A former church employee has been arrested and charged with stealing from a church in Pender County.
According to WECT, Gloria Douglas Hardee was charged with embezzlement of over $100,000.
Hardee was the former secretary/treasurer for Riley’s Creek Baptist Church.
Deputies say someone in the church noticed problems with the finances last summer. Two different audits were conducted at the church, which verified the discrepancies.
WECT reported that evidence found in those audits led to the arrest of Hardee in connection to the embezzlement charge.
Hardee is expected in court March 1

Green Bay woman charged with writing bad checks to local churches

A Green Bay woman who was previously convicted of embezzlement is now accused of writing worthless checks to a half-dozen Catholic churches.

39-year-old Vicki Patterson is charged with four counts of writing bad checks. Two felony counts were filed earlier this month, and she's scheduled to have a preliminary hearing on those Friday in Brown County Circuit Court.

Online court records also list two misdemeanor bad check charges -- and the status of that case will be reviewed Friday.

Patterson is accused of writing almost $5,700 in bad checks to Catholic parishes to buy scrip cards, used by churches to raise funds. Scrip cards allow buyers to make purchases at local businesses, with the parishes to get part of the proceeds.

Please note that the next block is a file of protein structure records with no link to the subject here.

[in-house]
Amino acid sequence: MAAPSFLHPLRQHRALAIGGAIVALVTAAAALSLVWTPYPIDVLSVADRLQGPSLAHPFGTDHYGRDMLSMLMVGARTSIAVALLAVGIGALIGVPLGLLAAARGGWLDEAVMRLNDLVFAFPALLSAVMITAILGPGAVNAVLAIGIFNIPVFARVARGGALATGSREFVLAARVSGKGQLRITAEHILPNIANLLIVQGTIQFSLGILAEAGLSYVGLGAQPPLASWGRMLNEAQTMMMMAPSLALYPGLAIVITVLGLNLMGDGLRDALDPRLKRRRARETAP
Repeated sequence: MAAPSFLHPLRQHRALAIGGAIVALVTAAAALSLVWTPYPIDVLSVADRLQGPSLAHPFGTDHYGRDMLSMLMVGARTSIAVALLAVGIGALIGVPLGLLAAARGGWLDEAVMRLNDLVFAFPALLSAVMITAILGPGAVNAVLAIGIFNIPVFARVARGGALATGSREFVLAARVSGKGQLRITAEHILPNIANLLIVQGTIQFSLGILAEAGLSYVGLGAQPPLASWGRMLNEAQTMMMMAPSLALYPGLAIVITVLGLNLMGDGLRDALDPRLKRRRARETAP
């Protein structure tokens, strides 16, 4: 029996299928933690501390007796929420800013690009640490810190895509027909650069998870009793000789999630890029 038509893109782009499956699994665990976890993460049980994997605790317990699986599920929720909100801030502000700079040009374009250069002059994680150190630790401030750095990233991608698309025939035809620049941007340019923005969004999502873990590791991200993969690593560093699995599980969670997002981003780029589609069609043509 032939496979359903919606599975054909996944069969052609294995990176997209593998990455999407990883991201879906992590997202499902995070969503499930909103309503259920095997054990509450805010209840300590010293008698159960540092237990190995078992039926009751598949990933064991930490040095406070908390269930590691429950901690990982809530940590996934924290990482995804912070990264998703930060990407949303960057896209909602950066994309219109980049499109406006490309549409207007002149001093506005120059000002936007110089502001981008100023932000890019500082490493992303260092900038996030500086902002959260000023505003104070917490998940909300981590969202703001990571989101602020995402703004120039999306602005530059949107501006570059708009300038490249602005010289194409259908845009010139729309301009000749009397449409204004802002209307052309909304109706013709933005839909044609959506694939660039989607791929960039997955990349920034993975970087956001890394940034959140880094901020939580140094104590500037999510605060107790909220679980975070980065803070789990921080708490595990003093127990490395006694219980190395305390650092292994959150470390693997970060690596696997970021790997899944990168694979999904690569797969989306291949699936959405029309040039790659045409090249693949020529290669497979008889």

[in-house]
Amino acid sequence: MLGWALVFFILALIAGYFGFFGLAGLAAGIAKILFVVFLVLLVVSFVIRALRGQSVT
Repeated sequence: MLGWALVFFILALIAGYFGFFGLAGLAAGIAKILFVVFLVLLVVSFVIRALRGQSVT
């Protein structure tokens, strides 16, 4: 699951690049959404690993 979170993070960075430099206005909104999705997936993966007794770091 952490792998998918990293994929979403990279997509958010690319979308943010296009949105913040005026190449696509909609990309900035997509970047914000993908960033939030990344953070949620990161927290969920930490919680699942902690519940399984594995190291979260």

One church reportedly tried canceling a scrip card once it learned about the bad check -- but Patterson had already reportedly used it.

She was freed from prison last fall, after a three-year term for embezzling $44,000 as an officer at the Green Bay Swim Club. She was also convicted in 2001 for stealing $3,000 while she was a part-time dance instructor for De Pere's recreation department.

Rialto Unified dumps longtime accounting firm in wake of Judith Oakes embezzlement allegations

Citing a failure to catch financial irregularities, including the alleged embezzlement of former accountant Judith Oakes, the Rialto Unified school board has dumped its old auditing firm.